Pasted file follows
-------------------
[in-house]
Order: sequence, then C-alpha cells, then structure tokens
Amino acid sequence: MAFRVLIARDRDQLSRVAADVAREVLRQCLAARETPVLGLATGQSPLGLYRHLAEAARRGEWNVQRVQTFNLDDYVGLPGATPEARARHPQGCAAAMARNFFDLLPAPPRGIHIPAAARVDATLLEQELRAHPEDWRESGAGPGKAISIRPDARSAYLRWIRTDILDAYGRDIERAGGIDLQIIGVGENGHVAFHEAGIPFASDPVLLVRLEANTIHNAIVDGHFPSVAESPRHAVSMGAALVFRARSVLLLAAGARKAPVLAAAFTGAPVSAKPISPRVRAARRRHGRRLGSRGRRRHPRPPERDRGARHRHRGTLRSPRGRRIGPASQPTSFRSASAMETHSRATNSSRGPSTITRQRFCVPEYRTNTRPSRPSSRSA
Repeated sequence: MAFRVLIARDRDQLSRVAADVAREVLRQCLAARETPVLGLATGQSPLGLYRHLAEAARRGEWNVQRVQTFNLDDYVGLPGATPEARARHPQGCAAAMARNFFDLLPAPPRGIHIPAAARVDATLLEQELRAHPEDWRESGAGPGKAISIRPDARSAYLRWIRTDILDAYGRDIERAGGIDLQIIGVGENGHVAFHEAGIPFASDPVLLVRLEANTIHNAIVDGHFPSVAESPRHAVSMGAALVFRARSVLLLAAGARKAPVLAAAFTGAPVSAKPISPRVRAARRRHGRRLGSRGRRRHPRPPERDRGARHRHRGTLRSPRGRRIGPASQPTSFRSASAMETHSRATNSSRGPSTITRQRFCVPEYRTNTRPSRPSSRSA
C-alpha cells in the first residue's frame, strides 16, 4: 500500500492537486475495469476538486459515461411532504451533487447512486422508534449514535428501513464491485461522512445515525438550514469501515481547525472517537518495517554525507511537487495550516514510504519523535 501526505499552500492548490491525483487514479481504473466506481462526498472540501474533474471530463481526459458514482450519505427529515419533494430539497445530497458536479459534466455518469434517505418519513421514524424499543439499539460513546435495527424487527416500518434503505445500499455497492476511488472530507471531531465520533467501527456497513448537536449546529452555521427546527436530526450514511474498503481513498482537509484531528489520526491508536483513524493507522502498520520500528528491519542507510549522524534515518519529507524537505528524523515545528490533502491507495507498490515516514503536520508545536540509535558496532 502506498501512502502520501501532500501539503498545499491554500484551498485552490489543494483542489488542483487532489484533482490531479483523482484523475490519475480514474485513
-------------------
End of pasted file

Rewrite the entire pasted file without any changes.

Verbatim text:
[in-house]
Order: sequence, then C-alpha cells, then structure tokens
Amino acid sequence: MAFRVLIARDRDQLSRVAADVAREVLRQCLAARETPVLGLATGQSPLGLYRHLAEAARRGEWNVQRVQTFNLDDYVGLPGATPEARARHPQGCAAAMARNFFDLLPAPPRGIHIPAAARVDATLLEQELRAHPEDWRESGAGPGKAISIRPDARSAYLRWIRTDILDAYGRDIERAGGIDLQIIGVGENGHVAFHEAGIPFASDPVLLVRLEANTIHNAIVDGHFPSVAESPRHAVSMGAALVFRARSVLLLAAGARKAPVLAAAFTGAPVSAKPISPRVRAARRRHGRRLGSRGRRRHPRPPERDRGARHRHRGTLRSPRGRRIGPASQPTSFRSASAMETHSRATNSSRGPSTITRQRFCVPEYRTNTRPSRPSSRSA
Repeated sequence: MAFRVLIARDRDQLSRVAADVAREVLRQCLAARETPVLGLATGQSPLGLYRHLAEAARRGEWNVQRVQTFNLDDYVGLPGATPEARARHPQGCAAAMARNFFDLLPAPPRGIHIPAAARVDATLLEQELRAHPEDWRESGAGPGKAISIRPDARSAYLRWIRTDILDAYGRDIERAGGIDLQIIGVGENGHVAFHEAGIPFASDPVLLVRLEANTIHNAIVDGHFPSVAESPRHAVSMGAALVFRARSVLLLAAGARKAPVLAAAFTGAPVSAKPISPRVRAARRRHGRRLGSRGRRRHPRPPERDRGARHRHRGTLRSPRGRRIGPASQPTSFRSASAMETHSRATNSSRGPSTITRQRFCVPEYRTNTRPSRPSSRSA
C-alpha cells in the first residue's frame, strides 16, 4: 500500500492537486475495469476538486459515461411532504451533487447512486422508534449514535428501513464491485461522512445515525438550514469501515481547525472517537518495517554525507511537487495550516514510504519523535 501526505499552500492548490491525483487514479481504473466506481462526498472540501474533474471530463481526459458514482450519505427529515419533494430539497445530497458536479459534466455518469434517505418519513421514524424499543439499539460513546435495527424487527416500518434503505445500499455497492476511488472530507471531531465520533467501527456497513448537536449546529452555521427546527436530526450514511474498503481513498482537509484531528489520526491508536483513524493507522502498520520500528528491519542507510549522524534515518519529507524537505528524523515545528490533502491507495507498490515516514503536520508545536540509535558496532 502506498501512502502520501501532500501539503498545499491554500484551498485552490489543494483542489488542483487532489484533482490531479483523482484523475490519475480514474485513